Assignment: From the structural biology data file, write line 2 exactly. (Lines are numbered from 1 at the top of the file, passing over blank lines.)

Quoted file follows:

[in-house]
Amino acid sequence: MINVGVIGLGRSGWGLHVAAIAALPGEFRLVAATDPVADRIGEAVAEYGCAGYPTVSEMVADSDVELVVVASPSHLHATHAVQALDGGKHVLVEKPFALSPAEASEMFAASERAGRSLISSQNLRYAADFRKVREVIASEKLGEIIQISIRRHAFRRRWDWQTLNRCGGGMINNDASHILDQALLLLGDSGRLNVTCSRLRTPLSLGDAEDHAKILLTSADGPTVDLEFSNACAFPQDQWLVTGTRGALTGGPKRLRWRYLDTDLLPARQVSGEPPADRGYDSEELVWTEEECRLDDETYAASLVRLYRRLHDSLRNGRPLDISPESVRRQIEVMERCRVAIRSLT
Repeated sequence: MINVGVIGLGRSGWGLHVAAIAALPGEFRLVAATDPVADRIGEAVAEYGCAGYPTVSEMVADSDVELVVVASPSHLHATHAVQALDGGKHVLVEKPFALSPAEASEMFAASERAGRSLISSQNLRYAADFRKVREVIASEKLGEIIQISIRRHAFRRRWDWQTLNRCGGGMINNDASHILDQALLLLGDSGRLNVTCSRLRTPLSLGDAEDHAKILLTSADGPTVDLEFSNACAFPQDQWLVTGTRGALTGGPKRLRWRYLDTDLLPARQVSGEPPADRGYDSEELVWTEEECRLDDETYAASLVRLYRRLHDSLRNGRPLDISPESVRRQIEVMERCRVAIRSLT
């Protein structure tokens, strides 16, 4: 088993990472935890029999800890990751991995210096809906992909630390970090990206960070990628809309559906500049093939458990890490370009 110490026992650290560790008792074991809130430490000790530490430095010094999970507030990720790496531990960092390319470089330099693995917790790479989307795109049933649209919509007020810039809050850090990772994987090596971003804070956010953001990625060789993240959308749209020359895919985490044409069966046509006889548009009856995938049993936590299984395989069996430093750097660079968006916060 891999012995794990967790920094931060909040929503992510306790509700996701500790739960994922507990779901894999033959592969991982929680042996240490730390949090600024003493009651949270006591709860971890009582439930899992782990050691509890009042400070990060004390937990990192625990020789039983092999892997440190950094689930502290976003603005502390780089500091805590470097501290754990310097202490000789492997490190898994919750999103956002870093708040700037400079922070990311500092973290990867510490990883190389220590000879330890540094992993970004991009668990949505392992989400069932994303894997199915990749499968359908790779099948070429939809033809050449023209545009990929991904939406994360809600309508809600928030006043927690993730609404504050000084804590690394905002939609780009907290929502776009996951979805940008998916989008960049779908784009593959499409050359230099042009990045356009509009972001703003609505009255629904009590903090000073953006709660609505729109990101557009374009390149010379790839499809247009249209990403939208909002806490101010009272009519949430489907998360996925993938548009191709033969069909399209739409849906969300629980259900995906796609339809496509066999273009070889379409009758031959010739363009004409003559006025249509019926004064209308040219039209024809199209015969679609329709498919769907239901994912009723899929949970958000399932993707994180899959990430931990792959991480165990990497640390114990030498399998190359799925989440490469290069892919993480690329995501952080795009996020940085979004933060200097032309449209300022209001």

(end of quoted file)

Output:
Amino acid sequence: MINVGVIGLGRSGWGLHVAAIAALPGEFRLVAATDPVADRIGEAVAEYGCAGYPTVSEMVADSDVELVVVASPSHLHATHAVQALDGGKHVLVEKPFALSPAEASEMFAASERAGRSLISSQNLRYAADFRKVREVIASEKLGEIIQISIRRHAFRRRWDWQTLNRCGGGMINNDASHILDQALLLLGDSGRLNVTCSRLRTPLSLGDAEDHAKILLTSADGPTVDLEFSNACAFPQDQWLVTGTRGALTGGPKRLRWRYLDTDLLPARQVSGEPPADRGYDSEELVWTEEECRLDDETYAASLVRLYRRLHDSLRNGRPLDISPESVRRQIEVMERCRVAIRSLT